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DEAR MAYO CLINIC: I am 58 years old and have had watery diarrhea off and on for about six months. I thought it was irritable bowel syndrome, but I’m wondering if it could instead be microscopic colitis. How is microscopic colitis diagnosed?
ANSWER: Microscopic colitis can cause symptoms that also are present in other conditions, including irritable bowel syndrome. Because of this, it’s important that you see your health care provider, who can help determine what’s causing your symptoms.
Microscopic colitis is an inflammatory condition in which there’s an abnormal immune response in the lining of the colon. This leads to watery stools. The condition has two subtypes: collagenous colitis and lymphocytic colitis. These subtypes are mainly distinguishable at the microscopic level.
The most common sign of microscopic colitis is watery diarrhea that doesn’t contain any blood. The diarrhea can come on gradually and intermittently, or be more sudden in onset. You may have up to nine watery stools a day. In severe cases, 15 or more may occur. For some, it’s a daily problem lasting months to years. Others may experience cycles of improvement and worsening. Signs and symptoms also may include abdominal cramping, weight loss, urgent bowel movements and stool leakage.
Since causes of persistent diarrhea can have similar signs and symptoms, diagnosis is a process of confirming or ruling out various possibilities. That often involves sharing your medical history with your health care provider, providing a stool sample or undergoing blood tests. Ultimately, microscopic colitis confirmation requires colonoscopy with biopsies of colon tissue for examination under a microscope. This also rules out other diseases, such as ulcerative colitis or Crohn’s disease. Testing for celiac disease, a digestive sensitivity to gluten, also may be performed, as celiac disease and microscopic colitis can overlap.
Some cases of microscopic colitis improve within a few weeks without treatment, although relapse is common. To relieve signs and symptoms sooner, or to relieve those that recur or persist, the typical approach is to start by eliminating possible causes or contributors. A number of medications may contribute to microscopic colitis or worsen diarrhea. Nonsteroidal anti-inflammatory drugs (NSAID), such as ibuprofen and aspirin, are common culprits, as are acid-suppressing drugs called proton pump inhibitors. Artificial sweeteners or, for those who are lactose-intolerant, some dairy products, also can cause diarrhea. Identification and elimination of a contributing factor can lead to improvement and, in some cases, complete resolution of the problem.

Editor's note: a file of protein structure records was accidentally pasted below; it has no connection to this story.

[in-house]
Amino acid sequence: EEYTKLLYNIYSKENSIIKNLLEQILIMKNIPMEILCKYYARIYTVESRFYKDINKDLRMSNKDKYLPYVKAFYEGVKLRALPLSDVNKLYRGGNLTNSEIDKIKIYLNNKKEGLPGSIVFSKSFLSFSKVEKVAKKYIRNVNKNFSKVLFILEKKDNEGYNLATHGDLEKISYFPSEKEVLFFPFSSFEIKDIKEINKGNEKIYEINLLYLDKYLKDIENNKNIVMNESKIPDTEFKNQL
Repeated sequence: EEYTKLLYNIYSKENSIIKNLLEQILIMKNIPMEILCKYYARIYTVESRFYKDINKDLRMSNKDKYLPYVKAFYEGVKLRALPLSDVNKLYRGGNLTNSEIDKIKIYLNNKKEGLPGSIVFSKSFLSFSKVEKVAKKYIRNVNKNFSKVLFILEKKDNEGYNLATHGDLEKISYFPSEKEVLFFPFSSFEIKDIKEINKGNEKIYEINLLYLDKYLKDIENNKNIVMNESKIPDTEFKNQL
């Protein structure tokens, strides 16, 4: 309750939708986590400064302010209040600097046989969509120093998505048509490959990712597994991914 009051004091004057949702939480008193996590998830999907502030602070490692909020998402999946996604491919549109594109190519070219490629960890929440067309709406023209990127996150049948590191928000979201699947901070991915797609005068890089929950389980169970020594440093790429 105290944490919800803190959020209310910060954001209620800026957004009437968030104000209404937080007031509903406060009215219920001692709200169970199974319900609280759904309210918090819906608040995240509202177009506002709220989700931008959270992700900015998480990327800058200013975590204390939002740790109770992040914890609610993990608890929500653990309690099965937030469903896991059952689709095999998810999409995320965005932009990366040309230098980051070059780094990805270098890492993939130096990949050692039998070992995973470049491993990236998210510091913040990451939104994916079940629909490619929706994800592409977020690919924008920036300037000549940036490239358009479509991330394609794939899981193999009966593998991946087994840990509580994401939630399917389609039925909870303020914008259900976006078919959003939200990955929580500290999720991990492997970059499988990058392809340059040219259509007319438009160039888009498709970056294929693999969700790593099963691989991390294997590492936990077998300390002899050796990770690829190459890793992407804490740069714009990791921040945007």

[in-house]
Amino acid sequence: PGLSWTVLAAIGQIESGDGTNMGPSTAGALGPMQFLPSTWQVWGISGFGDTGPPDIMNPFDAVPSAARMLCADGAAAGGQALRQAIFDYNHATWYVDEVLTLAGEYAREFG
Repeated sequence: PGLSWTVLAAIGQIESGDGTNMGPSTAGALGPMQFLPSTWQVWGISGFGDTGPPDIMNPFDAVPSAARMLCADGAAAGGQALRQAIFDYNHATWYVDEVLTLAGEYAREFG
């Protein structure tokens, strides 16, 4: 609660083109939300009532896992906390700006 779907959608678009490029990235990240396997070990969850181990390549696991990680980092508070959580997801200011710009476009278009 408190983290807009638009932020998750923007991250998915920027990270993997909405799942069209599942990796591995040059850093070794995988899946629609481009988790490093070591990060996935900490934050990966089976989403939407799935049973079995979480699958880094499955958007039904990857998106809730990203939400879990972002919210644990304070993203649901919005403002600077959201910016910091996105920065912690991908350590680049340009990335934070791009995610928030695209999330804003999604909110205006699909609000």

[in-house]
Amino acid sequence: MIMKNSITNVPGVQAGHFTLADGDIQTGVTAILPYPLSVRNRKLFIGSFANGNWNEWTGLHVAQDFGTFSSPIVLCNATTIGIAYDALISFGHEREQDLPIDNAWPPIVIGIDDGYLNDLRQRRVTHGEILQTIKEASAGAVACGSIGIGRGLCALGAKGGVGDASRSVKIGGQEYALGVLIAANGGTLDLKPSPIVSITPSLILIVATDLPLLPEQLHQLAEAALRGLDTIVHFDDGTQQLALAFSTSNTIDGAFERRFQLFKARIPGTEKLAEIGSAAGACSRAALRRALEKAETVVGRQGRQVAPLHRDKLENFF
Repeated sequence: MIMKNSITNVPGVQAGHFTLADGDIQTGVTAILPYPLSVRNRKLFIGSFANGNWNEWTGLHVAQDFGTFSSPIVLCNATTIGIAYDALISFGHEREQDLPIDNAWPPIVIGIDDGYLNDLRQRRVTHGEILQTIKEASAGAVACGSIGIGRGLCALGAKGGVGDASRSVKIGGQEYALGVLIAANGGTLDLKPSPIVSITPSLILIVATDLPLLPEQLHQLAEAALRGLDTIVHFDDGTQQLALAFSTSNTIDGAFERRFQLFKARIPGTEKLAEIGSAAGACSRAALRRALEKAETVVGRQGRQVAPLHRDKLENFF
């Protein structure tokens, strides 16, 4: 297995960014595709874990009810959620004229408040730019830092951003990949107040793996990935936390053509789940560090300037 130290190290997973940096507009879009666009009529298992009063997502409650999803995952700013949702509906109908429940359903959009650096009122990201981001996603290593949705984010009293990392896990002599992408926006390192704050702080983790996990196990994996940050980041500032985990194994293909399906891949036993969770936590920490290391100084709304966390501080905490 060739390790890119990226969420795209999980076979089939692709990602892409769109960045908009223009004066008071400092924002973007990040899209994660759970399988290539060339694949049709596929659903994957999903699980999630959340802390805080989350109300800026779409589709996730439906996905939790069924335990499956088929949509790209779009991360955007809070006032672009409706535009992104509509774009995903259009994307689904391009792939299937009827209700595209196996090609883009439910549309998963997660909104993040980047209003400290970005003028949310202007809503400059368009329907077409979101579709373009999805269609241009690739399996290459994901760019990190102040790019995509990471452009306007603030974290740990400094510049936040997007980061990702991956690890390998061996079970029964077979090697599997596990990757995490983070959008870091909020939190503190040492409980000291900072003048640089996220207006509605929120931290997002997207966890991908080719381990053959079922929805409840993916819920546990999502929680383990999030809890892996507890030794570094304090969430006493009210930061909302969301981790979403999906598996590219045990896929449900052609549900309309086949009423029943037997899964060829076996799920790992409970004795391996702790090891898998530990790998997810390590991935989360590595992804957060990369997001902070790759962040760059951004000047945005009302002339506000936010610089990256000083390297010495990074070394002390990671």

If signs and symptoms persist, your health care provider may recommend taking anti-diarrheal medications, such as loperamide (Imodium) or bismuth subsalicylate (Pepto-Bismol). If symptoms are mild, anti-diarrheal drugs can be taken indefinitely at the lowest effective dose. It also may be possible to stop taking them if the problem goes away. However, have a plan in place should symptoms recur.
When these steps aren’t working or symptoms are more severe, the corticosteroid budesonide may be prescribed. This medication decreases inflammation in the colon, but relapse is common after the drug is stopped. Rarely, it may need to be used long term, which usually involves regular monitoring for side effects such as high blood sugar or bone thinning. Other options include redoubling the effort to find an alternative or contributing cause, more potent drugs or, rarely, surgery to remove the colon. (adapted from Mayo Clinic Health Letter) — Dr. William Tremaine, Gastroenterology and Hepatology, Mayo Clinic, Rochester, Minnesota
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